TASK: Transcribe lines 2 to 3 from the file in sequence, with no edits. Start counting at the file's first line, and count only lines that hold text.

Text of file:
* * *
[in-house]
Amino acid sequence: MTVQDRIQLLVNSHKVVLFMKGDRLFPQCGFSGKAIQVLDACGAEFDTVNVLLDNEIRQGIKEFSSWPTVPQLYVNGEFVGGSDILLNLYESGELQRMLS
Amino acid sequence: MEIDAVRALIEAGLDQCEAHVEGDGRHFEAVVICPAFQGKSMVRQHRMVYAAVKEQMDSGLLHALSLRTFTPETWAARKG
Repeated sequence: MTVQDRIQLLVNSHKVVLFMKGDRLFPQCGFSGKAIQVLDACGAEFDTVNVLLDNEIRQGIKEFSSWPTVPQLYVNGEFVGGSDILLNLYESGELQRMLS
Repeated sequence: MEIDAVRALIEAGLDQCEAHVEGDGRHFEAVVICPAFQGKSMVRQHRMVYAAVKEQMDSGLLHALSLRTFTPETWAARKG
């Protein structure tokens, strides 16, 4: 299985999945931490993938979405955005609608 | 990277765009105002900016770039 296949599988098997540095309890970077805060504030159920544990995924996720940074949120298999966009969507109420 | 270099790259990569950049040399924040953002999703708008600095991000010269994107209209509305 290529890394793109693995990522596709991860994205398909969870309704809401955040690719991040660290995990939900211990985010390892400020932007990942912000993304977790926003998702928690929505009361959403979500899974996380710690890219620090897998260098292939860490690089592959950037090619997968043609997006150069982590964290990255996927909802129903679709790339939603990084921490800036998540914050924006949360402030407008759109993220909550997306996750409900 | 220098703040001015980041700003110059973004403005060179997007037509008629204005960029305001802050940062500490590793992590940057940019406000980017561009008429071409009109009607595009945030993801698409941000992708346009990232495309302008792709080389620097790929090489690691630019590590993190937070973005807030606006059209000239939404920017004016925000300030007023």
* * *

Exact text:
Amino acid sequence: MTVQDRIQLLVNSHKVVLFMKGDRLFPQCGFSGKAIQVLDACGAEFDTVNVLLDNEIRQGIKEFSSWPTVPQLYVNGEFVGGSDILLNLYESGELQRMLS
Amino acid sequence: MEIDAVRALIEAGLDQCEAHVEGDGRHFEAVVICPAFQGKSMVRQHRMVYAAVKEQMDSGLLHALSLRTFTPETWAARKG